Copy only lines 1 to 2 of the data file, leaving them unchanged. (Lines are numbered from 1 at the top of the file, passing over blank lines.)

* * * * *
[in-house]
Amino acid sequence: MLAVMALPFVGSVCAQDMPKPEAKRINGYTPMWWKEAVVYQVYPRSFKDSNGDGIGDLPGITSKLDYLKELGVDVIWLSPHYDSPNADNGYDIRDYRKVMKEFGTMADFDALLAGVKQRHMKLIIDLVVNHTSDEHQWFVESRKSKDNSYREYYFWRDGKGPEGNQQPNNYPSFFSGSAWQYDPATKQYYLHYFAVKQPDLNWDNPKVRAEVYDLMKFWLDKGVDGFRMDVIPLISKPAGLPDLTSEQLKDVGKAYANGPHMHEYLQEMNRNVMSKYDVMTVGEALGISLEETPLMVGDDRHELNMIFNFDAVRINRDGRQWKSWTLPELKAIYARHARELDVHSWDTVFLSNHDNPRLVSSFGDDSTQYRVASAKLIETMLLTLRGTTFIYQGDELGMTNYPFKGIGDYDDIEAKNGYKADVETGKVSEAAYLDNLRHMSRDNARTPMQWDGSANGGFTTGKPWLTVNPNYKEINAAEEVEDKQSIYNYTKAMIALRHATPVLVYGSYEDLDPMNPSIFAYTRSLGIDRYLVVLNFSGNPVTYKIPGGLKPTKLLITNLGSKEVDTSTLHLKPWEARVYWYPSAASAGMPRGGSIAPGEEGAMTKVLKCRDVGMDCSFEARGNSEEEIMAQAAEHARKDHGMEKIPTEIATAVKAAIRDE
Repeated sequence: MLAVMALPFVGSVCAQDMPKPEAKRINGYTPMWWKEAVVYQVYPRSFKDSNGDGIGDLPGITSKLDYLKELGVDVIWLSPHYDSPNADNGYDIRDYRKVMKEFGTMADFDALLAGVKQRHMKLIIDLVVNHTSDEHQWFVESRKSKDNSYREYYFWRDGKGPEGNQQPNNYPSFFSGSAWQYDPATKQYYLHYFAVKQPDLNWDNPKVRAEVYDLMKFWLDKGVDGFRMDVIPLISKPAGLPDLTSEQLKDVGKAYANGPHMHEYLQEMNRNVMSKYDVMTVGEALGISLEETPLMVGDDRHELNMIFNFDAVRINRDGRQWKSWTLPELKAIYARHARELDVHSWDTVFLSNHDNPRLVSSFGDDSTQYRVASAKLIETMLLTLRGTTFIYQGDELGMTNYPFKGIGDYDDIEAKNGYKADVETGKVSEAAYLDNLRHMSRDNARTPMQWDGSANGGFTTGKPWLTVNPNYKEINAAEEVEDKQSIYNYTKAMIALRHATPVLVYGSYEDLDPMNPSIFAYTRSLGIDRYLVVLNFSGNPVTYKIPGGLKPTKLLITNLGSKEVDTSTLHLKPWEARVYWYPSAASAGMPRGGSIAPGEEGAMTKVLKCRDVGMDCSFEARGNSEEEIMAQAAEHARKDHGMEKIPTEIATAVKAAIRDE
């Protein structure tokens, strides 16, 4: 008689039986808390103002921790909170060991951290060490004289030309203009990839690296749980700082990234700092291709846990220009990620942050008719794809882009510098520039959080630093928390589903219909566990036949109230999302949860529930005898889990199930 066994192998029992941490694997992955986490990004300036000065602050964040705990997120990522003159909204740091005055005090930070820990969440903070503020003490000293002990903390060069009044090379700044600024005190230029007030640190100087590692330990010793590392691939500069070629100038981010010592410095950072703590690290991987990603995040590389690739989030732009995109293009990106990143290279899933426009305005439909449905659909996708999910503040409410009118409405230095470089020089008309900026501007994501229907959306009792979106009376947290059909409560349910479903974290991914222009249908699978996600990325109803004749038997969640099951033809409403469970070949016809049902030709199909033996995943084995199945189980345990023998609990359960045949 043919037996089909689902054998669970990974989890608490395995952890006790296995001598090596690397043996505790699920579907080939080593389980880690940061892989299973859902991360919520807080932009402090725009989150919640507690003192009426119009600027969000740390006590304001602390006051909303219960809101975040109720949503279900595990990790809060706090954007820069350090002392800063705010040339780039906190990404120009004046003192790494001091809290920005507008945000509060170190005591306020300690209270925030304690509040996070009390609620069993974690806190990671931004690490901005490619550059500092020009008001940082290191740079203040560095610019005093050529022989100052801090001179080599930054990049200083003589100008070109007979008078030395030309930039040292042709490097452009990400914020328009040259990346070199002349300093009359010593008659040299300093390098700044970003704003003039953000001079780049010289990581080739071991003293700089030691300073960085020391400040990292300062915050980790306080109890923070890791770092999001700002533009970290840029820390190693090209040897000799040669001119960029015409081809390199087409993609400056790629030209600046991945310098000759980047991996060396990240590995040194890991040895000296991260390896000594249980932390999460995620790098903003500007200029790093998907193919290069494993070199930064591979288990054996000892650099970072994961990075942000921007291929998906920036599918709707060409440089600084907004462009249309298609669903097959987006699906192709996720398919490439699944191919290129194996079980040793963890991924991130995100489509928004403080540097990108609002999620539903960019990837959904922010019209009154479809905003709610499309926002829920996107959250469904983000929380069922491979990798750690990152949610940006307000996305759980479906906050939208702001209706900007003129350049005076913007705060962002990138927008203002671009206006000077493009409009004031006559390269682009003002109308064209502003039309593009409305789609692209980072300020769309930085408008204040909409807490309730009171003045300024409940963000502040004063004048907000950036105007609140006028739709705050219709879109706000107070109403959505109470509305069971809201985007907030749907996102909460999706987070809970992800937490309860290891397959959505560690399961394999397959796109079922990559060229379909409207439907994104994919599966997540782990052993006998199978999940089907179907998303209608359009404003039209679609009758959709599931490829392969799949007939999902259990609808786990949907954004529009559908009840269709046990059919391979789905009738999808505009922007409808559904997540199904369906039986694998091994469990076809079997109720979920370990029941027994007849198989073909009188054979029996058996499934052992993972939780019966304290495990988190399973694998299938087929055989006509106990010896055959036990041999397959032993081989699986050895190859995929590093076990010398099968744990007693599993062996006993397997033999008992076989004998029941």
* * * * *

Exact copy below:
[in-house]
Amino acid sequence: MLAVMALPFVGSVCAQDMPKPEAKRINGYTPMWWKEAVVYQVYPRSFKDSNGDGIGDLPGITSKLDYLKELGVDVIWLSPHYDSPNADNGYDIRDYRKVMKEFGTMADFDALLAGVKQRHMKLIIDLVVNHTSDEHQWFVESRKSKDNSYREYYFWRDGKGPEGNQQPNNYPSFFSGSAWQYDPATKQYYLHYFAVKQPDLNWDNPKVRAEVYDLMKFWLDKGVDGFRMDVIPLISKPAGLPDLTSEQLKDVGKAYANGPHMHEYLQEMNRNVMSKYDVMTVGEALGISLEETPLMVGDDRHELNMIFNFDAVRINRDGRQWKSWTLPELKAIYARHARELDVHSWDTVFLSNHDNPRLVSSFGDDSTQYRVASAKLIETMLLTLRGTTFIYQGDELGMTNYPFKGIGDYDDIEAKNGYKADVETGKVSEAAYLDNLRHMSRDNARTPMQWDGSANGGFTTGKPWLTVNPNYKEINAAEEVEDKQSIYNYTKAMIALRHATPVLVYGSYEDLDPMNPSIFAYTRSLGIDRYLVVLNFSGNPVTYKIPGGLKPTKLLITNLGSKEVDTSTLHLKPWEARVYWYPSAASAGMPRGGSIAPGEEGAMTKVLKCRDVGMDCSFEARGNSEEEIMAQAAEHARKDHGMEKIPTEIATAVKAAIRDE